In the C programming language, as of the C99 standard,
restrict is a keyword that can be used in pointer declarations. The
restrict keyword is a declaration of intent given by the programmer to the compiler. It says that for the lifetime of the pointer, only it or a value directly derived from it (such as
pointer + 1) will be used to access the object to which it points. This limits the effects of pointer aliasing, aiding caching optimizations. If the declaration of intent is not followed and the object is accessed by an independent pointer, this will result in undefined behavior. The use of the
restrict keyword in C, in principle, allows non-obtuse C to achieve the same performance as the same program written in Fortran.
Read more about Restrict.
Some articles on restrict:
... For example, they require writers to Restrict the length of noun clusters to no more than 3 words Restrict sentence length to no more than 20 words (procedural sentences ...
... to the public) break down internal organization create dissension between groups restrict access to public resources restrict the ability to organize protests restrict the ability of individuals to ...
... diets or low-carb diets are dietary programs that restrict carbohydrate consumption usually for weight control or for the treatment of obesity ... they restrict carbohydrate intake sufficiently to cause ketosis) ... The term "low-carbohydrate diet" is generally applied to diets that restrict carbohydrates to less than 20% of caloric intake, but can also refer to ...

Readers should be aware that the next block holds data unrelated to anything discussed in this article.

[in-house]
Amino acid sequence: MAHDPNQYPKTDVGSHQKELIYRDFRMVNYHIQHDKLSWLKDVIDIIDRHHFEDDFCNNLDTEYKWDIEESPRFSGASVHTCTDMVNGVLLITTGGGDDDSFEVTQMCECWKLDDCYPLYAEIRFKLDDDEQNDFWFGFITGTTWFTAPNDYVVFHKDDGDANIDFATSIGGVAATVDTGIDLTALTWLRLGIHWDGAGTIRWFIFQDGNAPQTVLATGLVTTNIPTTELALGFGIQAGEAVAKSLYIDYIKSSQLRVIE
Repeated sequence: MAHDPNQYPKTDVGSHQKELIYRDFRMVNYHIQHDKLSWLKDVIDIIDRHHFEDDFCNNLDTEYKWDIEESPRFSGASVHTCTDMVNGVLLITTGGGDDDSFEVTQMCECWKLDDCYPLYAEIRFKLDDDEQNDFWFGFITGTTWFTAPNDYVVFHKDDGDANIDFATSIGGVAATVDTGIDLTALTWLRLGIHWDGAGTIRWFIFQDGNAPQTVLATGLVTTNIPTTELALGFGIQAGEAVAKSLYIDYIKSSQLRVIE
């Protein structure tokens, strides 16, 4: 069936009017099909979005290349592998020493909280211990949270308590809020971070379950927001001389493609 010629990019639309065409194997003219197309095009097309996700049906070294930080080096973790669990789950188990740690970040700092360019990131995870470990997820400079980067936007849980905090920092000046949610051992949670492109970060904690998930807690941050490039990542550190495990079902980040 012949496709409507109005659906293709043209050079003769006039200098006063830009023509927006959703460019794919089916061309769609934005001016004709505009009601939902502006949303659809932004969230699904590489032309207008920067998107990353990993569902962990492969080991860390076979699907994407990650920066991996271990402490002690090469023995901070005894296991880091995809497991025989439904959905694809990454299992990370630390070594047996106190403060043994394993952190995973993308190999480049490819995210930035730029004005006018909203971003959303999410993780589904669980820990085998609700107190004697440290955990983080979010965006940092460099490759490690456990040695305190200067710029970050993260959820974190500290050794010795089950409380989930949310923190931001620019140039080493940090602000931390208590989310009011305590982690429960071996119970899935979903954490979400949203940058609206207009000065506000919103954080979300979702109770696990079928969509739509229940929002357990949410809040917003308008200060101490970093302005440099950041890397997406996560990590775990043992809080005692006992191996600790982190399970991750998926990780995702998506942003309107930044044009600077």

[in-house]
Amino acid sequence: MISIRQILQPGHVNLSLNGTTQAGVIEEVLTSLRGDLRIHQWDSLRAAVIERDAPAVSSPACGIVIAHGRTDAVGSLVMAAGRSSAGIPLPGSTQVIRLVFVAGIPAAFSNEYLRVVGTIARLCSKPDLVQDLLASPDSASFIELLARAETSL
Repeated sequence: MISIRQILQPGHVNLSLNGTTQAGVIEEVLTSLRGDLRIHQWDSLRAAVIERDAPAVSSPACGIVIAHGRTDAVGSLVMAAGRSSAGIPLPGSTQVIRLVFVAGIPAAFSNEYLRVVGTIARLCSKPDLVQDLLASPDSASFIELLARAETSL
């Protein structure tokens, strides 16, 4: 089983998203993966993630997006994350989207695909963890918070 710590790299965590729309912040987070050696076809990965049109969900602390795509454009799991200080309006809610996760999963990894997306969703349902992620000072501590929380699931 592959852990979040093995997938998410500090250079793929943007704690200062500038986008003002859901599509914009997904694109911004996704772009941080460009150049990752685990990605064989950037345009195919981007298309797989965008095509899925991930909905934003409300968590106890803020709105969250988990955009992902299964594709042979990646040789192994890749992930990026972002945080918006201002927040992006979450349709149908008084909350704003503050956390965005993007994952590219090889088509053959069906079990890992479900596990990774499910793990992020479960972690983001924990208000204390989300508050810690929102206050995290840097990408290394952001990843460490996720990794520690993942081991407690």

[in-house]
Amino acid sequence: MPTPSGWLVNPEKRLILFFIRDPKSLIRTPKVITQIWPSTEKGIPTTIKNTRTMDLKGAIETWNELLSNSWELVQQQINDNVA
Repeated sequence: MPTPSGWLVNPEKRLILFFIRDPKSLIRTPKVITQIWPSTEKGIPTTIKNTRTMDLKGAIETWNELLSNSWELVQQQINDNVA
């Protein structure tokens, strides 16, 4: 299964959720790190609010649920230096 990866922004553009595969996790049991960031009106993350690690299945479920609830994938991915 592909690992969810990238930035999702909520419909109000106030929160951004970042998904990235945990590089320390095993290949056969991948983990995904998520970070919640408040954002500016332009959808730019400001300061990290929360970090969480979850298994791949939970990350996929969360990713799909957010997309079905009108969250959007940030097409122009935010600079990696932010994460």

... Similarly, a row cannot be deleted as long as there is a reference to it from a foreign key table. ...
More definitions of "restrict":
- (verb): Place under restrictions; limit access to.
Example: "This substance is controlled"
- (verb): Place limits on (extent or access).
Example: "Restrict the use of this parking lot"
Synonyms: restrain, trammel, limit, bound, confine, throttle
Famous quotes containing the word restrict:
“A house means a family house, a place specially meant for putting children and men in so as to restrict their waywardness and distract them from the longing for adventure and escape theyve had since time began.”
—Marguerite Duras (b. 1914)
“The expectation that every neurotic phenomenon can be cured may, I suspect, be derived from the laymans belief that the neuroses are something quite unnecessary which have no right whatever to exist. Whereas in fact they are severe, constitutionally fixed illnesses, which rarely restrict themselves to only a few attacks but persist as a rule over long periods throughout life.”
—Sigmund Freud (18561939)